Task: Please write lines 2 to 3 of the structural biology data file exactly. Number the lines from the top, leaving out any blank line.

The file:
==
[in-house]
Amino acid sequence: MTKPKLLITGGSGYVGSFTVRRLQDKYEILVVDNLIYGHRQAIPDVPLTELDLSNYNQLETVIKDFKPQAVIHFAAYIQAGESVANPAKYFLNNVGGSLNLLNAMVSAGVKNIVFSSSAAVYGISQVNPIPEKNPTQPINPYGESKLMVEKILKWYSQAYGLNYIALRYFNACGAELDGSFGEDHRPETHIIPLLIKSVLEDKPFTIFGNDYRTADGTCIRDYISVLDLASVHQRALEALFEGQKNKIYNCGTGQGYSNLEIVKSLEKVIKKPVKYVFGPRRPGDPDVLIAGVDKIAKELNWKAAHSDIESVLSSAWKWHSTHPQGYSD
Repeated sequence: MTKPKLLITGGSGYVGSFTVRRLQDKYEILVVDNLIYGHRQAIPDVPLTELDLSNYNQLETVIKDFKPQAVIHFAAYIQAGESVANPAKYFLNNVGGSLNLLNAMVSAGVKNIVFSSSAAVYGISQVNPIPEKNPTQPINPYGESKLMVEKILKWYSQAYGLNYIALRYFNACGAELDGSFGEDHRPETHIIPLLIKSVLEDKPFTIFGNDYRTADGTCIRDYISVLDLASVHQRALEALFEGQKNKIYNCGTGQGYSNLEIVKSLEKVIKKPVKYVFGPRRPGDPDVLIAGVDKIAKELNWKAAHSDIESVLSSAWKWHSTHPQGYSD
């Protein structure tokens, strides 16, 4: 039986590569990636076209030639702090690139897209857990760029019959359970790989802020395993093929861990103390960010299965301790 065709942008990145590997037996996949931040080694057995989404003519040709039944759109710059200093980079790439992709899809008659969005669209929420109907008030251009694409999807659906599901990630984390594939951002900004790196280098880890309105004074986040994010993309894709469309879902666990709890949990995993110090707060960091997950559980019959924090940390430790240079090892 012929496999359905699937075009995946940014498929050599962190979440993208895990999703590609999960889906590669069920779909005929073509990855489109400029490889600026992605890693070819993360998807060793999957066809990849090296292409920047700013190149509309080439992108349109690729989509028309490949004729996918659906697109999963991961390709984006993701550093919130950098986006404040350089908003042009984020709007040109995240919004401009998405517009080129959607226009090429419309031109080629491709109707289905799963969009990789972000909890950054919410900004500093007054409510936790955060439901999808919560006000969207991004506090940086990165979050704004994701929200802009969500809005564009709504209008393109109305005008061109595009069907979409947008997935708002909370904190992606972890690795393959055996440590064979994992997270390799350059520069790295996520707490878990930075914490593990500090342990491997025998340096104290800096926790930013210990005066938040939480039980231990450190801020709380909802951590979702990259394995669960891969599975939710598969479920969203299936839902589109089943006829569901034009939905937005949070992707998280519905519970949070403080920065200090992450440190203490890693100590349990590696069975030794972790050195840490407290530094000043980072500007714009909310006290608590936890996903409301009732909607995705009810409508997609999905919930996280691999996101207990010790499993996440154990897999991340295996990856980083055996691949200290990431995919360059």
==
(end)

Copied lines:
Amino acid sequence: MTKPKLLITGGSGYVGSFTVRRLQDKYEILVVDNLIYGHRQAIPDVPLTELDLSNYNQLETVIKDFKPQAVIHFAAYIQAGESVANPAKYFLNNVGGSLNLLNAMVSAGVKNIVFSSSAAVYGISQVNPIPEKNPTQPINPYGESKLMVEKILKWYSQAYGLNYIALRYFNACGAELDGSFGEDHRPETHIIPLLIKSVLEDKPFTIFGNDYRTADGTCIRDYISVLDLASVHQRALEALFEGQKNKIYNCGTGQGYSNLEIVKSLEKVIKKPVKYVFGPRRPGDPDVLIAGVDKIAKELNWKAAHSDIESVLSSAWKWHSTHPQGYSD
Repeated sequence: MTKPKLLITGGSGYVGSFTVRRLQDKYEILVVDNLIYGHRQAIPDVPLTELDLSNYNQLETVIKDFKPQAVIHFAAYIQAGESVANPAKYFLNNVGGSLNLLNAMVSAGVKNIVFSSSAAVYGISQVNPIPEKNPTQPINPYGESKLMVEKILKWYSQAYGLNYIALRYFNACGAELDGSFGEDHRPETHIIPLLIKSVLEDKPFTIFGNDYRTADGTCIRDYISVLDLASVHQRALEALFEGQKNKIYNCGTGQGYSNLEIVKSLEKVIKKPVKYVFGPRRPGDPDVLIAGVDKIAKELNWKAAHSDIESVLSSAWKWHSTHPQGYSD